Reports that Apple’s new 5.5-inch “phablet” was prone to bending ricocheted around the tech blogosphere on Tuesday. One person posted in the MacRumors forum that his or her iPhone bent after just a day and an evening of sitting and dancing with the phone in a pocket, and offered a picture of a bent phone as evidence. Lewis Hilsenteger, of the YouTube channel Unbox Therapy, posted a video of himself bending a phone with his hands. He told HuffPost via Twitter that he “used as much force as my thumbs were capable of” to bend the phone, though other phones, like Samsung’s Galaxy Note 3, didn’t bend under the same pressure.

    My colleague wanted to wait to see if “bendgate,” or “bendghazi,” as the media have dubbed it, is going to be a real issue for Apple, like “antennagate” was in 2010. Four years ago, Steve Jobs held an emergency press conference because customers were complaining that if you held the new iPhone 4 a certain way, it would lose signal strength and drop calls. Apple updated the phone’s software and ended up giving away bumper cases in response.

    It’s too early to tell if this is going to blow up like the antenna issue did in 2010, creating a huge headache for Apple and for its customers. But maybe it’s a good idea to hold off buying the bigger version of Apple’s new phone, which starts at $299 with a contract and $749 without one, until things shake out.

    “It’s possible that this is a real issue. We’ll have to see if it pops up with more consumers,” Avi Greengart, research director at technology market research firm Current Analysis, said in an interview. “One or two instances do not a crisis make.”

    The reports of the bending iPhones came just one day after Apple said it sold more than 10 million iPhone 6 and 6 Pluses in the first three days they were available, setting a new record for the company. Apple did not — and likely will not — break down how many of each iPhone it sold, but analysts expect these phones to be Apple’s most popular ever.

    Apple on Wednesday also pulled a software update to iOS 8, its latest operating system, after customers reported problems with the fingerprint sensor and cellular service.

    Ramon Llamas, a research manager at IDC, another technology research firm, said that if reports continue to surface of the phone bending under normal use, as happened with calls dropped during the antenna debacle, then “bendgate” could become an issue.

    “This is physics at work,” said Llamas. “The bigger that you make something and the thinner you make something, the more apt it is to bend and break.”

    “This is not something you should actively test,” Llamas said of people trying to bend their iPhones.

    Jack Murphy, the vice president of communications at iCracked, a company that fixes and buys back broken and used phones and tablets, attributes the reports to people just getting used to the new size and thinness of the phones. The iPhone 6 Plus is 7.1mm thick. The iPhone 5S, Apple’s flagship phone that came out last year, is 7.6 mm thick.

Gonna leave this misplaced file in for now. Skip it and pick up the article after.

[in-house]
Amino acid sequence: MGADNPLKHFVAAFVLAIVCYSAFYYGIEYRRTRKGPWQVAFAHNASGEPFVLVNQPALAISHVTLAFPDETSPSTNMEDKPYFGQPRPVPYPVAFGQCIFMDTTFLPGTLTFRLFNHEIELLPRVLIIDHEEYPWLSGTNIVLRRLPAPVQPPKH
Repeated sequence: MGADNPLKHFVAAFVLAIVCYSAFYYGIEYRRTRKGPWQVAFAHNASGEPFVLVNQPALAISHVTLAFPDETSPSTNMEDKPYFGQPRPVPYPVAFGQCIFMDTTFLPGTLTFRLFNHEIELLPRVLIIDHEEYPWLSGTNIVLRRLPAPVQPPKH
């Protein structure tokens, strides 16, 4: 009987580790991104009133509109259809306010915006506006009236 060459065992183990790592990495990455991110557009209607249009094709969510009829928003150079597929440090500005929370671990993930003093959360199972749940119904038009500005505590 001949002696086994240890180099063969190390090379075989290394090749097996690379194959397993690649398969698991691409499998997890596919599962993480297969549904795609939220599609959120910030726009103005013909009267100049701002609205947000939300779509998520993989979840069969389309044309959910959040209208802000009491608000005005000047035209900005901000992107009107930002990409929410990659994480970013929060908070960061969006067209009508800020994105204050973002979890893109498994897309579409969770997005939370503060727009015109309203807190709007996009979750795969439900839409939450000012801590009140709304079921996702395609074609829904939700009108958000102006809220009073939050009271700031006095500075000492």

“These few highly publicized mishaps are actually an opportunity for [iPhone] 6 and 6 Plus users to educate themselves about the inherent risks that all devices carry,” he said. “OK — now I know not to sit on this device. Or get a rigid case.”

    SquareTrade, a company that sells insurance for phones and tablets, tested the durability of the phones, and said the iPhone 6 is the most durable iPhone yet. A spokesperson told The Huffington Post that the company did not specifically test for for bendability, however.

    Apple did not respond to an emailed request for comment.

    Greengart, of Current Analysis, also said it was possible that the people who reported issues could have received defective phones.

    “If there turns out to be a pervasive problem, then Apple is going to have to deal with it,” he said.

  • Poll Says 64% Of Cheaters Sext While Their Spouse Is In The Room
    Sexting the person you’re having an affair with is bold. Sexting the person you’re having an affair with while in the same room as your spouse is so bold, you have to wonder if the cheater in question wants to get caught.

    Yet, extramarital dating site Victoria Milan recently polled 11,050 of its members and found that a head-scratching 64 percent of them do just that.

    They’re not exactly worried about being caught, either. Of those polled, just 12 percent said they were “very afraid” of being found out. Seventy-five percent said they were “somewhat afraid,” while 13 percent said they were “not afraid at all.”

    These careless cheaters may want to practice a little more discretion. A recent survey from anti-virus software company Avast showed that one in four women in committed relationships snoop through their partner’s smart phones. Nearly one in five men in relationships said they do the same. And 71 percent of women and 53 percent of men said they found evidence of cheating or lying by checking their S.O.’s phone.

    In related news, 100 percent of single people currently reading this have never been happier to be single.